If there are major mistakes, you can take your dispute to the credit agencies. While you could send a letter, it can be much faster to get the ball rolling on resolving a mistake by submitting your report through the credit agency’s website. Experian, Transunion, and Equifax all have step-by-step forms to submit reports online.

If you have old information on your report that should have been purged from your records already, such as a debt that has already been paid off or information that is more than 7 years old, you may need to go directly to the lender to resolve the dispute.

Follow-up

You must follow up to make sure that any mistakes are scrubbed from your reports. Keep notes about who you speak to and on which dates you contacted them. Check back with all of the credit reporting companies to make sure that your information has been updated. Since all three companies share data with each other, any mistakes should be corrected on all three reports.

If your disputes are still not corrected, you may have to also follow up with the institution that reported the incident in the first place, or a third-party collections agency that is handling it. Then check again with the credit reporting companies to see if your reports have been updated.

If you can keep on top of your credit reports on a regular basis, you won’t have to deal with the headaches of fixing reporting mistakes. You are entitled to a free annual credit report review to make sure all is well with your score. If you make your annual credit review part of your financial fitness routine, you’ll be able to better protect your buying power and potentially save thousands of dollars each year.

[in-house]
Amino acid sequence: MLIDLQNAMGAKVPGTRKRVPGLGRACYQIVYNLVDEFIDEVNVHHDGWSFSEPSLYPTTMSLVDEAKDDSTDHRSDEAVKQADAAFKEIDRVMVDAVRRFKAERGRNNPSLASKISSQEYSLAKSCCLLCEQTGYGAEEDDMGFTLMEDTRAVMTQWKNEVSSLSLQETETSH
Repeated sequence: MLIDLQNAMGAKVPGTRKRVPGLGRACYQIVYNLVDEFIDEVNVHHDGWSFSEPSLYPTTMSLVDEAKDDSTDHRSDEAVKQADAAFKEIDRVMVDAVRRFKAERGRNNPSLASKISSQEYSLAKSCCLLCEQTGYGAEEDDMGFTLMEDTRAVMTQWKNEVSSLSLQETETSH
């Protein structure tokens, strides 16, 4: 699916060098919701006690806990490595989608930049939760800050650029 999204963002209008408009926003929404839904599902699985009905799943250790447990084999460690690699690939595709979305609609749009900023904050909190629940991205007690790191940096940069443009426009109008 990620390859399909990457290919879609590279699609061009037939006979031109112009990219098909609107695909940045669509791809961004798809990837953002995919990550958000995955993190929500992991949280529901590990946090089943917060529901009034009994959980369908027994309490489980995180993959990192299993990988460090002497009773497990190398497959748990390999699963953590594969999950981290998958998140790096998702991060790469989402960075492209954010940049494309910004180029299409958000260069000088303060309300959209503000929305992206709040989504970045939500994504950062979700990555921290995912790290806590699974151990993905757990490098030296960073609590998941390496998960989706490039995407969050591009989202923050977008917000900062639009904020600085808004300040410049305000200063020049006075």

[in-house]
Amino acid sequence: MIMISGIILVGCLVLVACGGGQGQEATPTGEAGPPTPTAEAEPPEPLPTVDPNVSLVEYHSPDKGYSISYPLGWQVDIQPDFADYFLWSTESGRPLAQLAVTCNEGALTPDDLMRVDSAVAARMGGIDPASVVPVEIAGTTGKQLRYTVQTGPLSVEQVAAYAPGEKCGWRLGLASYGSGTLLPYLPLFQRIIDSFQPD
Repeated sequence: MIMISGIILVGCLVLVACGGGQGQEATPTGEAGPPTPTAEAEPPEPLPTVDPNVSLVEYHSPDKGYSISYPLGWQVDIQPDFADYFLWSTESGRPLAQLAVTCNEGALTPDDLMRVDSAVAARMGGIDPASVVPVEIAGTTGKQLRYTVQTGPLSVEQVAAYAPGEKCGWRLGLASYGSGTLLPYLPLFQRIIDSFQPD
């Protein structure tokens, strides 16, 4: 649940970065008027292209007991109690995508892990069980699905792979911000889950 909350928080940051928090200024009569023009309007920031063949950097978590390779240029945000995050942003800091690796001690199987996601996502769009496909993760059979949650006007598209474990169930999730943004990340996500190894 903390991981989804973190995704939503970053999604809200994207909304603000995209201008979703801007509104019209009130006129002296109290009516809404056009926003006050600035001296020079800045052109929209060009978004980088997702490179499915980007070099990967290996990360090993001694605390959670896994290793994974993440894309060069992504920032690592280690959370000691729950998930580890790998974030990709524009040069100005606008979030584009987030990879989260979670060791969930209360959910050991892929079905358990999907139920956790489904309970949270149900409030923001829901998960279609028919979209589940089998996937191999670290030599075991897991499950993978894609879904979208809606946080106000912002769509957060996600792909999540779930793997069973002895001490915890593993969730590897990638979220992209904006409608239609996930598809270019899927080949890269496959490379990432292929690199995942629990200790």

Does your credit score need a boost so you can buy a home? Get in touch with me. I can connect you with the right lending professionals to help you get the guidance you need.

 

How to Buy a Home: 7 Tips and Tricks from Real Estate Insiders
By Elizabeth
March 15, 2016

No matter if you’re in a buyer’s or seller’s market, there are a few critical steps you can take to make a smarter purchase. Since buying a home is likely the biggest single investment you will ever make, being prepared will help you make a better purchase. Here are our best tips to buying a home. 

Know your buying power 

What is your buying power? It is the combination of your credit-worthiness and how much you can realistically pay for a home.

First, you need to understand the hidden costs of buying a home. You will need to save not only for the down payment of your home -- which is typically between 10% - 20% of the offer price -- but also for any additional transaction fees, such as transfer tax, PMI, title insurance, and legal fees.

Then you need to know what you can realistically afford each month to understand how much house you can buy. Your mortgage rate will depend on your creditworthiness -- if you have a high credit score, your lender will likely approve you for a lower mortgage rate, which can save you thousands of dollars per year in interest.

How much of your budget should go to your monthly home costs? According to SmartAssets, you can use the 36% rule as a rough guideline. This means that your monthly obligation shouldn’t be more than 36% of your monthly gross income.

 A loan professional can help you figure out how much house you can afford.

 Fix your credit with the help of a loan professional

 According to CreditKarma, a good credit score is usually 720 or above. You want to clean up your credit as soon as you can, and definitely before you go to a lender for a loan preapproval.

When you apply for your loan pre-approval, you don’t want to have anything to hide on your application. So don’t lower your credit score by doing anything that will originate more inquiries into your credit. For example, don’t open any new credit cards. Also, don’t omit any debts or loans when you apply. If the loan officer discovers them in the application process, they may deny you a pre-approval.

Get a loan professional to check your credit score for you. A professional can give you a clearer idea if your score is in the ‘good’ range, or if you need to do some credit cleanup before getting a mortgage preapproval.

 Work with a knowledgeable buyer’s agent

 Do you understand what kind of market you are buying into? Even within a city’s limits, there can be micro markets that are increasing or decreasing in value.